Taming Twig: Debugging

Part One of a Four Part Series

The Taming Twig series highlights common problems encountered when using Twig and how to fix them.

Twig is a wonderful tool when building templates for your Drupal 8 themes. It is easy to dive in and use basic patterns and conventions to create templates quickly. But it can be a pain figuring out what data is available and how to access it. In order to take out the guesswork, you need a solid debugging strategy. Let’s lay the groundwork for this series by surveying the debugging environment for Twig.


Setting up debugging requires updating the services.yml file. Under twig.config we will want to make sure debug and auto_reload are set to true and cache is set to false.

// sites/default/services.yml
debug: true
auto_reload: true
cache: false

This will inject commented markup when we inspect our pages that show what template is being used, designated by the x.

<!-- THEME DEBUG -->
<!-- THEME HOOK: 'node' -->
* node--1--full.html.twig
* node--1.html.twig
* node--article--full.html.twig
x node--article.html.twig
* node--full.html.twig
* node.html.twig


More detail about out why a specific template is being loaded can be found here.

Remember: Only enable debugging on local or dev environments.

Debug Functions


dump() is a default Twig function that accepts a variable as a parameter and outputs its value on the page. Under the hood, dump() is just a Twig wrapper for the var_dump() function. For example, {{ dump(variable) }} outputs:

array (size=17)
'#theme' => string 'field' (length=5)
'#title' => string 'field_example' (length=7)
'#label_display' => string 'hidden' (length=6)
'#view_mode' => string 'full' (length=4)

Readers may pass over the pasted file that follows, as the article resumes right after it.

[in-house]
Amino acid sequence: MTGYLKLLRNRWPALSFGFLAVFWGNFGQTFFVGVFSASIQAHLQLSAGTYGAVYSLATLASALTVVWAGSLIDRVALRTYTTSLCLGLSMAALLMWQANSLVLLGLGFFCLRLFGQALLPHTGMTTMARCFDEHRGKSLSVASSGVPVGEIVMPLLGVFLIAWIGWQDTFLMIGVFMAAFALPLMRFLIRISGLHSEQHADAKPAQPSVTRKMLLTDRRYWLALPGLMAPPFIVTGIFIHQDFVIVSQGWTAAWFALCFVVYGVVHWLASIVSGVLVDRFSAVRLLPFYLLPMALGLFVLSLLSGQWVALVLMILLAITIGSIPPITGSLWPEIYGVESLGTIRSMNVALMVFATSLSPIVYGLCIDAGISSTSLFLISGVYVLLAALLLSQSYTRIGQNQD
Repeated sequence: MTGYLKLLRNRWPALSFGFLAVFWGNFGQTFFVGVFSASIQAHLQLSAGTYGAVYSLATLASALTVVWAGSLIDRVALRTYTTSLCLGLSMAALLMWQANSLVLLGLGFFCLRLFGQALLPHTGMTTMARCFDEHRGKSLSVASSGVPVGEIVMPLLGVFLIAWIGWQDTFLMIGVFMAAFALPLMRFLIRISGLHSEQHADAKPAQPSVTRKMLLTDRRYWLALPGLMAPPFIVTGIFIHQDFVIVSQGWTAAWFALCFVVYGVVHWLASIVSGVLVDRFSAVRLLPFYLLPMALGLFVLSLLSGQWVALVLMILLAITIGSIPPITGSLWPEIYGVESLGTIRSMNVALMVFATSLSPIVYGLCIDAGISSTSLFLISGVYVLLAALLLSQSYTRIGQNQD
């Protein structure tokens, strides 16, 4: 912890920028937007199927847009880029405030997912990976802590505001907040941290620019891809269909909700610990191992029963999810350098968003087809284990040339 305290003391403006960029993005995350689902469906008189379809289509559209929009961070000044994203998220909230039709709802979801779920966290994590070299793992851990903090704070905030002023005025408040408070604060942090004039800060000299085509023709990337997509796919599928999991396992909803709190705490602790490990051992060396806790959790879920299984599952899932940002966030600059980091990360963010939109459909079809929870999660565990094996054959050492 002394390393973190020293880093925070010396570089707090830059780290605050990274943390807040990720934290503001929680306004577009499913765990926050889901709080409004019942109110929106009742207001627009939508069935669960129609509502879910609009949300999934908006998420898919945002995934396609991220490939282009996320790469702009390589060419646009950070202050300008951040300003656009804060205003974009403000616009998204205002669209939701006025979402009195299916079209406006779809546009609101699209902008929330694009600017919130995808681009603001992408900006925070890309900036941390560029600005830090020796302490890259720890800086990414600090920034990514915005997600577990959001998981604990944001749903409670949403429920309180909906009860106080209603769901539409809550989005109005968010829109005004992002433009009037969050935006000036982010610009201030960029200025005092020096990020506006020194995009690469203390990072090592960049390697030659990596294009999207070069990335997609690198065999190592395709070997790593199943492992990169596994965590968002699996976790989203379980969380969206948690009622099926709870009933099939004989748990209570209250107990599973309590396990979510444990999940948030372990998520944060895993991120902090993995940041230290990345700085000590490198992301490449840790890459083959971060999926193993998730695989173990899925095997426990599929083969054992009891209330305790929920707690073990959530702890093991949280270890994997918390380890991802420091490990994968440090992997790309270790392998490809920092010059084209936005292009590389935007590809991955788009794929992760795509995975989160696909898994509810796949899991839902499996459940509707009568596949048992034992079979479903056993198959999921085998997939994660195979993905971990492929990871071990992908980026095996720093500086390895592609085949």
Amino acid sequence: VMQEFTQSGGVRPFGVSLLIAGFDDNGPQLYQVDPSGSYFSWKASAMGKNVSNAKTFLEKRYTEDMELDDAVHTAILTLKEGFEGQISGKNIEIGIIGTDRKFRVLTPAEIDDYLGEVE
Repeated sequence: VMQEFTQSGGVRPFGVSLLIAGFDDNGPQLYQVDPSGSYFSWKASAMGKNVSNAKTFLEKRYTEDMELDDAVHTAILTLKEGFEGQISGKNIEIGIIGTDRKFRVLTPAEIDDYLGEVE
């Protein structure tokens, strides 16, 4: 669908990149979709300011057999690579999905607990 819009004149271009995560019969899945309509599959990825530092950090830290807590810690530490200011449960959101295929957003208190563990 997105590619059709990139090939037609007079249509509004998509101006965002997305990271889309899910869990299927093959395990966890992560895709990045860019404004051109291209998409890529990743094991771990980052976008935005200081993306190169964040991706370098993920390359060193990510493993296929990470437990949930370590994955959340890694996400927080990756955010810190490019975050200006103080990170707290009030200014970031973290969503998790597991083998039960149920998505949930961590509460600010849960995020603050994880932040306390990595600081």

'#language' => string 'en' (length=2)
'#field_name' => string 'field_example' (length=13)
'#field_type' => string 'text' (length=4)
'#field_translatable' => boolean true
'#entity_type' => string 'node' (length=4)

This is a decent start when debugging a variable. We can inspect our variables in the output above printed at the top of the page. Yet often times what’s returned can be difficult to navigate. That’s where Kint comes in!


Kint is a tool that helps organize the values returned in a debug call. Kint can be installed with the devel module.

Devel module setup boxes

Enabling devel and devel_kint will give us the ability to call


within our templates:

Devel Kint Output

This is more usable than dump() as the values returned are nested under their array keys. This makes it easier to isolate a particular value within a variable or object.

While dump and Kint are good tools, I find that kint() often runs into issues with memory. Lucky for us, there's a contributed module that combines the performance of dump() with the usability of kint()twig_vardumper.

Twig VarDumper

This module gives us the {{ vardumper() }} function from the vardumper symfony component. For those who are familiar with dpm in Drupal 7, the output is similar, letting us easily dig into objects and multidimensional render arrays.

Twig var dumper screenshot.

Working with Twig gets that much easier when we use these tools.

Next up in the Taming Twig series, we'll take a closer look at the memory issues that occur when using debug functions in Twig, how to fix them and how to solve a white screen of death. If you’re impatient and want a peak at the whole series, check out my talk from MidCamp 2018.